Worldwide oil demand has been steadily climbing for years, and it recently topped 100 million barrels per day (BPD) for the first time in history, according to data from the International Energy Agency (IEA). That should continue, with the IEA expecting oil demand to march higher for at least the next five years. That's good news for oil producers, which can continue expanding their output so that the industry can keep up with demand growth.

No peak in sight

The IEA recently released its latest five-year oil market outlook. One of the key takeaways of that report was that oil demand growth should continue rising. Global consumption has been growing at a brisk pace in recent years, having increased by 1.3 million BPD last year to an average of 99.2 million BPD. Meanwhile, the IEA sees oil demand growth accelerating this year to 1.4 million BPD, pushing the daily average to 100.6 million BPD.

Looking further ahead, the IEA did note that "global oil demand growth is set to ease, in particular as China slows down," which has it anticipating an increase in the "annual average of 1.2 million BPD to 2024." As such, "the IEA continues to see no peak in oil demand, as petrochemicals and jet fuel remain the key drivers of growth, particularly in the United States and Asia, more than offsetting a slowdown in gasoline due to efficiency gains and electric cars."

This outlook is great news for oil producers, since rising demand should help boost oil prices as long as producers don't pump too much oil. That's growing less likely, since oil producers in the U.S. are increasingly holding back the throttle so that they can generate excess cash. In most cases, oil producers are spending well below the cash flows that can haul in at $50 a barrel so that they can produce a gusher of profits over the next few years.

These oil stocks are well positioned for what lies ahead

Devon Energy (NYSE:DVN) is one of several companies that have repositioned their businesses to prosper at lower oil prices. The company has sold off several higher-cost assets so that it could focus its four best oil regions. As a result, the company can now generate enough cash at $46 oil to grow its production at a 12% to 17% compound annual growth rate over the next three years as well as pay its dividend. Meanwhile, Devon can produce an increasingly prodigious gusher of free cash at oil prices above that level. For example, if oil averages $55 a barrel over the next three years, which is slightly below its current price point, Devon can produce $1.6 billion in free cash, which it intends to return to investors through continued share repurchases.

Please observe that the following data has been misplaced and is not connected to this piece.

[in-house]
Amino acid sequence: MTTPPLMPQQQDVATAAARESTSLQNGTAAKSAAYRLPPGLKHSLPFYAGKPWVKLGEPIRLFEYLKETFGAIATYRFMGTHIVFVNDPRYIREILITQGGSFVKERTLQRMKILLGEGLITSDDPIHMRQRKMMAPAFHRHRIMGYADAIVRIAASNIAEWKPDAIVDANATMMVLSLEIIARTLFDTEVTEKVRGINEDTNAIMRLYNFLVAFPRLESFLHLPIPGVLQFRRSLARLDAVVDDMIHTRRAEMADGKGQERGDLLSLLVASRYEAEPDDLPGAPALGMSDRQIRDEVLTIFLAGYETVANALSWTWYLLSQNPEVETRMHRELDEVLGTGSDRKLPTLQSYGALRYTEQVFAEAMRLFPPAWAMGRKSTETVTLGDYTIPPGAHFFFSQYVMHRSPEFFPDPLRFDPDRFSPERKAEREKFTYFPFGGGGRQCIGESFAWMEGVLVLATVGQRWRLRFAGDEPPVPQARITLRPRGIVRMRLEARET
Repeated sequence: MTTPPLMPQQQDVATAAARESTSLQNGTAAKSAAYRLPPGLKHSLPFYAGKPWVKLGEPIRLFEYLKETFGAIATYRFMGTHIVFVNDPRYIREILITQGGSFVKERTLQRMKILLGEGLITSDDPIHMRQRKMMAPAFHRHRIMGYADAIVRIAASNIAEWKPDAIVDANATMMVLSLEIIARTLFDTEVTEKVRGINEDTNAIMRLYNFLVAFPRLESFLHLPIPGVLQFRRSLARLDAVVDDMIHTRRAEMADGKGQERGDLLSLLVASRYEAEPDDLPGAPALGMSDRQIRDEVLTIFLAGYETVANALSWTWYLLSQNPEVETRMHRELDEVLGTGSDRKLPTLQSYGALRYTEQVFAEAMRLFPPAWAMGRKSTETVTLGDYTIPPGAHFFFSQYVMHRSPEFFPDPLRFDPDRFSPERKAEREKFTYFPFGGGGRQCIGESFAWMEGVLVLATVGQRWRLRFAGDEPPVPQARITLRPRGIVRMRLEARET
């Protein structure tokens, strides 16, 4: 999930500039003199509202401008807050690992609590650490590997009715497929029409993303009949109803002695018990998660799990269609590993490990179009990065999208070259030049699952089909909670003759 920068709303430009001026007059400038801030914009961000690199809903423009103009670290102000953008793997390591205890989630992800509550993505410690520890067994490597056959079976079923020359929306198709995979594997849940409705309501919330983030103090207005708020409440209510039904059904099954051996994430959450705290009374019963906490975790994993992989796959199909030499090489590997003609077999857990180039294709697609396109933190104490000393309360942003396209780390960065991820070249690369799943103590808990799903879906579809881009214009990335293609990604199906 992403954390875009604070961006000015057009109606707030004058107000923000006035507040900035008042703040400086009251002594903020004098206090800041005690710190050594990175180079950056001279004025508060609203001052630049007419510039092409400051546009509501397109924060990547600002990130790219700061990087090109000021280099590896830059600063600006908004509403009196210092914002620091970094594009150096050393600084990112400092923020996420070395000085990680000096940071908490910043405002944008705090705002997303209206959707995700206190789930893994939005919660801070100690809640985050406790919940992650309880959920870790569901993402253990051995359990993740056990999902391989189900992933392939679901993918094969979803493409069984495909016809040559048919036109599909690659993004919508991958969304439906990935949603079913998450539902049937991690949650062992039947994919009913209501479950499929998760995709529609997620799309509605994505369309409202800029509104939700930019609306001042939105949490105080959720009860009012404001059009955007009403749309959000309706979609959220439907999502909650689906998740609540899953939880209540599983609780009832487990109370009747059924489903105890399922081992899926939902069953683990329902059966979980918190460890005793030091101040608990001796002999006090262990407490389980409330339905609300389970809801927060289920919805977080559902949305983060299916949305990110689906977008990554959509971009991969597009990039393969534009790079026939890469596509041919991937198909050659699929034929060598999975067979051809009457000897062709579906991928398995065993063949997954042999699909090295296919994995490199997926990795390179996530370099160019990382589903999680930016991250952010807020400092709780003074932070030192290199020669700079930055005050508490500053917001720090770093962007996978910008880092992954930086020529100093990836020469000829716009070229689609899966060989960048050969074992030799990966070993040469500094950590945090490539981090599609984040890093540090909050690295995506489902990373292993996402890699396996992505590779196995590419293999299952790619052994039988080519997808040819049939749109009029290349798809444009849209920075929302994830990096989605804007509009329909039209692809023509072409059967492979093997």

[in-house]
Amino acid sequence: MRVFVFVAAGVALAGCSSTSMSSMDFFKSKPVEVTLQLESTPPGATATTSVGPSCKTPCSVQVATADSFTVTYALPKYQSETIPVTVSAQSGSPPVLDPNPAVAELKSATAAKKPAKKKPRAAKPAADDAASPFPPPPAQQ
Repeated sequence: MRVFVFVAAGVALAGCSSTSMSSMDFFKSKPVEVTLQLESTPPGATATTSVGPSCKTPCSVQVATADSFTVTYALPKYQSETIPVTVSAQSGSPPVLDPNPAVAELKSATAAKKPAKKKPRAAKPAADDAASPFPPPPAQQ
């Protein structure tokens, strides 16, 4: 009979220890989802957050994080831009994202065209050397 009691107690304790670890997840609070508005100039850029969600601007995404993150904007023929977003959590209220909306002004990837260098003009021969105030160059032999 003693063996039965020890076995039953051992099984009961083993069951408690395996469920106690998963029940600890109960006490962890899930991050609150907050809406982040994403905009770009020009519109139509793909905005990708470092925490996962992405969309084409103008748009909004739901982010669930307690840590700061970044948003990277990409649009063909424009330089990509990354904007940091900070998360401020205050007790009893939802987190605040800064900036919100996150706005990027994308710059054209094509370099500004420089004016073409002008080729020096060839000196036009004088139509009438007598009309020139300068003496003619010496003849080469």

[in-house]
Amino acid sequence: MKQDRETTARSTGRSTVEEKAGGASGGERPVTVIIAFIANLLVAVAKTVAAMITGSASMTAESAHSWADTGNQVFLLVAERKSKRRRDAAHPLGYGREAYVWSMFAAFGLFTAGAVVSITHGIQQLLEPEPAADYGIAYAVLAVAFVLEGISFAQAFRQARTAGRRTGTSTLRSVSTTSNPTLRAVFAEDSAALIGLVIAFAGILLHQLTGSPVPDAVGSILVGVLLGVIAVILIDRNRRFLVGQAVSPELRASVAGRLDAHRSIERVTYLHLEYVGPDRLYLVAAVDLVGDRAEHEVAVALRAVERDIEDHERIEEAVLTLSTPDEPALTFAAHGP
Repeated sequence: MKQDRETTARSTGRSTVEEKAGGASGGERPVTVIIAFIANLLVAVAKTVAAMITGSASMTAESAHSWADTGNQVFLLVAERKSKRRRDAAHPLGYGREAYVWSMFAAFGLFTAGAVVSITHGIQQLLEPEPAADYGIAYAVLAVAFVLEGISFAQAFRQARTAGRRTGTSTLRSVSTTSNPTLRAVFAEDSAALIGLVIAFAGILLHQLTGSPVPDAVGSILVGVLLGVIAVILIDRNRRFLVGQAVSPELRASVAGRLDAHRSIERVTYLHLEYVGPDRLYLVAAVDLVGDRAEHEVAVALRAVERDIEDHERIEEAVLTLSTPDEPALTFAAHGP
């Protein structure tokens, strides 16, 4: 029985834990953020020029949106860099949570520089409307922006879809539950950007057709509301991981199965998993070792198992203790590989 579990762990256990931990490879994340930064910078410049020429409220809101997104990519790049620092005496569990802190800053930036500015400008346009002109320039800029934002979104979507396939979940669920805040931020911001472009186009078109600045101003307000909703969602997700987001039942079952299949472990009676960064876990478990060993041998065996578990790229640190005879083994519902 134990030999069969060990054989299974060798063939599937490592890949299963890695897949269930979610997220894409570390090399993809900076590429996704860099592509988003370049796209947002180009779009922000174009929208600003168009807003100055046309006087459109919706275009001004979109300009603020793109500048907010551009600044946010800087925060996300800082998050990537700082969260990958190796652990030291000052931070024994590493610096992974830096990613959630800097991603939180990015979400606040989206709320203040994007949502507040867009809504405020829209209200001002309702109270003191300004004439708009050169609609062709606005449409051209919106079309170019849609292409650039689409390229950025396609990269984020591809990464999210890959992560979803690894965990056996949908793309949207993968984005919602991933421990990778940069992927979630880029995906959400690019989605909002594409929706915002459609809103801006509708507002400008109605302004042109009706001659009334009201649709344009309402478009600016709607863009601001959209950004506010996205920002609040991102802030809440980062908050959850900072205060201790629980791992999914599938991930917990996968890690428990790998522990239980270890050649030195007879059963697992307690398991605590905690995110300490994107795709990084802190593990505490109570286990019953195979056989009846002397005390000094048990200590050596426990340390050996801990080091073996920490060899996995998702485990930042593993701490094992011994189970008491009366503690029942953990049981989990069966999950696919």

Marathon Oil (NYSE:MRO) has also worked hard to put itself in the position of cashing in on lower oil prices. As a result, the company can generate enough cash at $45 oil to fund the new wells needed to grow production at a double-digit rate and pay its dividend with room to spare. That sets Marathon up to produce a gusher of free cash at higher oil prices. The company estimates that it can generate more than $750 million in free cash at $50 oil over the next two years, with that number ballooning to more than $2.2 billion if crude averages $60 a barrel. Like Devon Energy, Marathon expects to return the bulk of that money to investors through continued share repurchases.

EOG Resources (NYSE:EOG), meanwhile, set its business to run on $50 oil. At that price point, the company can grow its U.S. oil production at a mid-teens rate and pay its dividend with room to spare. That sets it up to produce a growing stream of free cash if oil is above that level. EOG Resources plans to use that excess cash to grow its dividend at a more than 19% annual rate, pay down $3 billion in debt by 2021, and potentially buy back some of its stock. EOG believes that its combination of high-return production growth and dividend increases will enable it to deliver market-smashing total returns in the coming years.

The oil industry has plenty of fuel to continue growing

While oil demand will eventually peak and then start declining as electric vehicles take a greater share of the market, that isn't expected to happen in the next five years. Oil prices should therefore remain high enough so that producers can make sizable profits, a large portion of which they intend to return to investors through 0higher dividends and share repurchases. That could give the oil industry the fuel to potentially produce strong returns for investors in the coming years.

This article originally appeared in the Motley Fool.

Matthew DiLallo has no position in any of the stocks mentioned. The Motley Fool has no position in any of the stocks mentioned. The Motley Fool has a disclosure policy.

Oil A pumpjack sits on the outskirts of town in the Permian Basin oil field in the oil town of Midland, Texas, Jan. 21, 2016. Photo: Spencer Platt/Getty Images